Courage

By Jane Spelce
Sept. 17, 2017

As I sit here typing, I'm feeling a little tearful, not out of sadness but simply out of appreciation for and wonder at how life works.  In my 60's, I still find myself amazed at the turns life takes, the unanticipated twists that occur out of simple conversations and sheer happenstance. It's remarkable how seeds are planted in our lives, at times taking on sprouts, then sometimes only to wither and dry up. Later, seemingly in an instant, unexpected buds appear and we see growth, we see newness. 

I remember a day many years ago when I was a giggly ten year old living in the heart of Austin, Texas and attending elementary school just a few blocks from my house. At school, a big announcement was made that President John F. Kennedy had formed the Peace Corps. I remember watching his announcement on the television and later hearing my family exclaim over such a great plan. It was an exciting time in our nation. Even at the age of ten, I realized the emotions we were all feeling as we watched our young new president, so full of hope and inspiration, and I remember this one word he spoke often and later wrote about. It has remained with me through a lifetime - "courage" - courage to step forward and do the next thing, set the next goal, help the next person, make the next plan.

 In class, our teacher showed us photos of groups of people in various countries and we talked about how it would feel to live among them. I swooned. I wanted that. I walked home and went straight to mother, telling her that I'd someday like to sit among a group of women in a faraway place, speak their language, cook and eat together with them, and discuss our lives, our hopes and dreams. I envisioned myself wearing the same traditional clothing they were wearing, holding babies, laughing together, crying together and sharing our lives.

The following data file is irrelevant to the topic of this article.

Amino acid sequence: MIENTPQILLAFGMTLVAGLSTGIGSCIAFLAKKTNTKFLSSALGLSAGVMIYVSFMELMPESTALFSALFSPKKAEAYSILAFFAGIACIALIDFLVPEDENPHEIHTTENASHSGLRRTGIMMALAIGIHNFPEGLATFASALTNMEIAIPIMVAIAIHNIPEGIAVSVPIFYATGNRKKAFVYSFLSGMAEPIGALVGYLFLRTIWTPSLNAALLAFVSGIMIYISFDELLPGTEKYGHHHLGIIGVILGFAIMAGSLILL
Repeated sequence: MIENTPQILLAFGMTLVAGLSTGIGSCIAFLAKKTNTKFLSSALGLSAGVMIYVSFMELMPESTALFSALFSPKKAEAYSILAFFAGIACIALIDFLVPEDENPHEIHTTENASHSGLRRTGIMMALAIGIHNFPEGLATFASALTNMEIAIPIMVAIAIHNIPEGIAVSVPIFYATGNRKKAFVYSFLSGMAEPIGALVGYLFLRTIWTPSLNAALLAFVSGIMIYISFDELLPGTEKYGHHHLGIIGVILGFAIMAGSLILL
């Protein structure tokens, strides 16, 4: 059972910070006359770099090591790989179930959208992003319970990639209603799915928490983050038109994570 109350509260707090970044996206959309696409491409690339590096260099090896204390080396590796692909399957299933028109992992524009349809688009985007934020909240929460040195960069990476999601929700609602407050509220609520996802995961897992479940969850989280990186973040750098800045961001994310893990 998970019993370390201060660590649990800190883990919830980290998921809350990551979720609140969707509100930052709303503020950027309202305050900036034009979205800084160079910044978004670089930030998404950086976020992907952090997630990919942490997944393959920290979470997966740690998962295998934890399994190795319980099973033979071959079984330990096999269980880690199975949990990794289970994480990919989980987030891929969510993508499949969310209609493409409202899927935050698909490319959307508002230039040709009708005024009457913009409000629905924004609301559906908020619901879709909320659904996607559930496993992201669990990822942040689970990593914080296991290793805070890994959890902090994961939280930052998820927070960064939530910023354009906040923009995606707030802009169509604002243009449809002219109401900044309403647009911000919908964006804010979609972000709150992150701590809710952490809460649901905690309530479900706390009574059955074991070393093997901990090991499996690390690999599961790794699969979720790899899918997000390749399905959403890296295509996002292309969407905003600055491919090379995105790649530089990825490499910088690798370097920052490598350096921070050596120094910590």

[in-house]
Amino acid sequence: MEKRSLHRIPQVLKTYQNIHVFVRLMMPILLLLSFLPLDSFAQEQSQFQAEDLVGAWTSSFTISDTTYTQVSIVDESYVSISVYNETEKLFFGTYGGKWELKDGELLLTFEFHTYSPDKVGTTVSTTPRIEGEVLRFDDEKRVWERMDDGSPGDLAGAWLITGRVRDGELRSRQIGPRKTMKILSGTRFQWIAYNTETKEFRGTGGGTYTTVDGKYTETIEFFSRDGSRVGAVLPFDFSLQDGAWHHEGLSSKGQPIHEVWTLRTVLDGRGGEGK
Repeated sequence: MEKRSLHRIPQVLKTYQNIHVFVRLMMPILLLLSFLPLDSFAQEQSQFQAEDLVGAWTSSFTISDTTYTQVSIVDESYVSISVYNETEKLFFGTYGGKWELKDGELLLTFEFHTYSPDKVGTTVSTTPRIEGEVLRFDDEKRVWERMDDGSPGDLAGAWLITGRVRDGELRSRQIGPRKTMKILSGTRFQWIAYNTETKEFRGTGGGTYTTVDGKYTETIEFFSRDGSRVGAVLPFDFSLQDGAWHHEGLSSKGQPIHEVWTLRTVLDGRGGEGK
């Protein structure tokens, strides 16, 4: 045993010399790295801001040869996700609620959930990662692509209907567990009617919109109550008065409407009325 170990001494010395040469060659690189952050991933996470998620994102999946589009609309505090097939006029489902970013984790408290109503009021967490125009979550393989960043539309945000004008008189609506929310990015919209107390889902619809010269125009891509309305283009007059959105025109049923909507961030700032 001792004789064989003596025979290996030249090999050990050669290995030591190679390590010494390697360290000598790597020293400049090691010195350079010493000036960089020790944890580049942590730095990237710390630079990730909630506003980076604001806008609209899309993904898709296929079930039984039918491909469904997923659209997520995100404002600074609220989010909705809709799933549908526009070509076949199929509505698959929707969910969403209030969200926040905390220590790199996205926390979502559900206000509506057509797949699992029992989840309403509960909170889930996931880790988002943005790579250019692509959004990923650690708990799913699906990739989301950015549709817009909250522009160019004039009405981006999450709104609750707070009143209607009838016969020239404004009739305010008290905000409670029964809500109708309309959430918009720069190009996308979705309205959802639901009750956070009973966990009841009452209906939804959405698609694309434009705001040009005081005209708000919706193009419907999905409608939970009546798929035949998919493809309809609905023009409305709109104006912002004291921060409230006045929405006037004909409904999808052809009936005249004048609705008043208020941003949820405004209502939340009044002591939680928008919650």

Years later my grown children and I were discussing my son-in-law's time in Africa, where he served in the Peace Corps. We loved hearing his stories about that experience. I mentioned to them the dream I had a little more than fifty years ago and within moments I began realizing that the conversation had changed and we were talking about me—and the Peace Corps—and the real possibility. My children and I have done this before many times and those chats have incredibly brought forth new ideas and on many occasions, life-changing experiences. My new son-in-law is cut from the same cloth and, along with my two children, they now make up a powerful trio of initiative-in-action. 

At the powerful, grinning nudges of my three children, I applied to the Peace Corps. Then I waited. Periodically I'd receive a message from the Peace Corps asking for answers to various questions regarding my health and foreign language skills. Eventually those messages came more frequently and once again I saw myself in the midst of something big happening right before my eyes. They were considering me for a post somewhere in a Spanish speaking country!  Really? Really. Latin America. South. How far south? But what if my daughter and son-in-law have a baby, what if my son gets engaged?  Are you really going to deny yourself this incredible opportunity based on the what-ifs of life?  Well, no, I said. You've got a point. I suppose not.